The Study of Man: Hail, Meeters! Greeters, Farewell!
IN EVERY American decade we say goodbye to a landmark or a character we had grown used to. A generation ago we said goodbye to the five-cent stein and the Uncle Tom Negro. Today we seem to be seeing the decline of the Greeter. The Greeter was a man masculine who always came to the Chicago conventions in a back-slapping mood. His literary portrait, by Sinclair Lewis, was completed while he was beginning to become extinct. What ever happened to the Greeters? Many died, some retired, and the rest are becoming Meeters.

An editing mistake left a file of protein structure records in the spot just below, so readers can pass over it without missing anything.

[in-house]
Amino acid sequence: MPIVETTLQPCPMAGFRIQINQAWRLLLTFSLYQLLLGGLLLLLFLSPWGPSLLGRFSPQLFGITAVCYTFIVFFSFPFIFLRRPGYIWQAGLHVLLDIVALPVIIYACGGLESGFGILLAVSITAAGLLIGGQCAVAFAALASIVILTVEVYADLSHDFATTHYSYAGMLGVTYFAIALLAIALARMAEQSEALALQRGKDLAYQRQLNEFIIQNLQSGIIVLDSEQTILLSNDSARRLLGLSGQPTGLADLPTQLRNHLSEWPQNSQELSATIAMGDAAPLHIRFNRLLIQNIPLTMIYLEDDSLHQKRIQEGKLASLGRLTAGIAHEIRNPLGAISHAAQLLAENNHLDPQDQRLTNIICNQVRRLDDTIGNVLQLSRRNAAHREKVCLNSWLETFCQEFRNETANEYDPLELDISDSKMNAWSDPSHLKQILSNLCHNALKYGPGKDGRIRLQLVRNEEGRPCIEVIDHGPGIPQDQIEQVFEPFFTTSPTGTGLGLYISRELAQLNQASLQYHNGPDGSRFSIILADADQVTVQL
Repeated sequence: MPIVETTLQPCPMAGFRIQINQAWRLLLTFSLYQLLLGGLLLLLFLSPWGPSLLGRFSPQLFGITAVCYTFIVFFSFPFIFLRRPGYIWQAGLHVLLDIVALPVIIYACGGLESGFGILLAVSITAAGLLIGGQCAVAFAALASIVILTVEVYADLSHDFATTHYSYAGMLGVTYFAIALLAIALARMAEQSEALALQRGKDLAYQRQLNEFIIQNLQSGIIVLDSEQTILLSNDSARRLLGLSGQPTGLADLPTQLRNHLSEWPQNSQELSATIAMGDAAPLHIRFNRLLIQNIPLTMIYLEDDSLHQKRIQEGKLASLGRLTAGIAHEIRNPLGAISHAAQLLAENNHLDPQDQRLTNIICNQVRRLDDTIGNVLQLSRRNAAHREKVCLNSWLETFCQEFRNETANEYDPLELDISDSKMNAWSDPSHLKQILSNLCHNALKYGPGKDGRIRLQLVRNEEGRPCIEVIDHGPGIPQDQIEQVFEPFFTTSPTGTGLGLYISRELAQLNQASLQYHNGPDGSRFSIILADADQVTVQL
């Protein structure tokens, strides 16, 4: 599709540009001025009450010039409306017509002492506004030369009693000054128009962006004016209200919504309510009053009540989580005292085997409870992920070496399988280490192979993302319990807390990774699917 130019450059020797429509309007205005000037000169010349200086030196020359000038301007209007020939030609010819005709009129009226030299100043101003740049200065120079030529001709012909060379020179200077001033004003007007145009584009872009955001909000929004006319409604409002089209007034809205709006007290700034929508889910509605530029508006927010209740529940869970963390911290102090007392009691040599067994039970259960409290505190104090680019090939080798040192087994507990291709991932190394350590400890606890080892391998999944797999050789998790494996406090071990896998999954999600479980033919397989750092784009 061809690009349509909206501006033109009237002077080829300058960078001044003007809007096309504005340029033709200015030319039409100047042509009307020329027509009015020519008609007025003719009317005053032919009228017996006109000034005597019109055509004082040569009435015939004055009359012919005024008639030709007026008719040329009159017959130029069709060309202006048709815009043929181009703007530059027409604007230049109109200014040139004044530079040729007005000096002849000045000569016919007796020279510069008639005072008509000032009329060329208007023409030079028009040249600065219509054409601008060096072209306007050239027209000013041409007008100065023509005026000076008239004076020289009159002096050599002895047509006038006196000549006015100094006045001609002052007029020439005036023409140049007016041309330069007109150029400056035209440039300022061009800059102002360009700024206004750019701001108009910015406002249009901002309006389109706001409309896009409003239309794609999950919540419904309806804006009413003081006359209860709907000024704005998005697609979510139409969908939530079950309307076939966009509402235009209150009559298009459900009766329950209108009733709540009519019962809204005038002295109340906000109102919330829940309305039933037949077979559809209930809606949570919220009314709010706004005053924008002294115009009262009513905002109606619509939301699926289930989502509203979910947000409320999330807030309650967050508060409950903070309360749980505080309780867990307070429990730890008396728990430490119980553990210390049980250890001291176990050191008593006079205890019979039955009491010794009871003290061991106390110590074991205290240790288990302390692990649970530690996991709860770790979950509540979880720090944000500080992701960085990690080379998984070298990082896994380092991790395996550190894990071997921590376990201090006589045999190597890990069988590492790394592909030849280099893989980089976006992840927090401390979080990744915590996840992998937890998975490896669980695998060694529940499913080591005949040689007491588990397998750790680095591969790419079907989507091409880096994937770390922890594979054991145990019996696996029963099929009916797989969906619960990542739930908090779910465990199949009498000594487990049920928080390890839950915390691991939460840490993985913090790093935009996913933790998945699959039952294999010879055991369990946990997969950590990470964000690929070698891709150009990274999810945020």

Take my old friend George R. Waffletree, now in his fifties. When I saw him recently, after a lapse of years, I realized immediately that he had changed in many ways. He did not slap me on the back or shake my hand roughly, as in the past. This was not chilliness on his part; it was the sign of a general alteration in this once jolly Vice President in Charge of Rebates. I later learned that it was a new kind of warmth, the “group-participative” kind, that he was aiming for.
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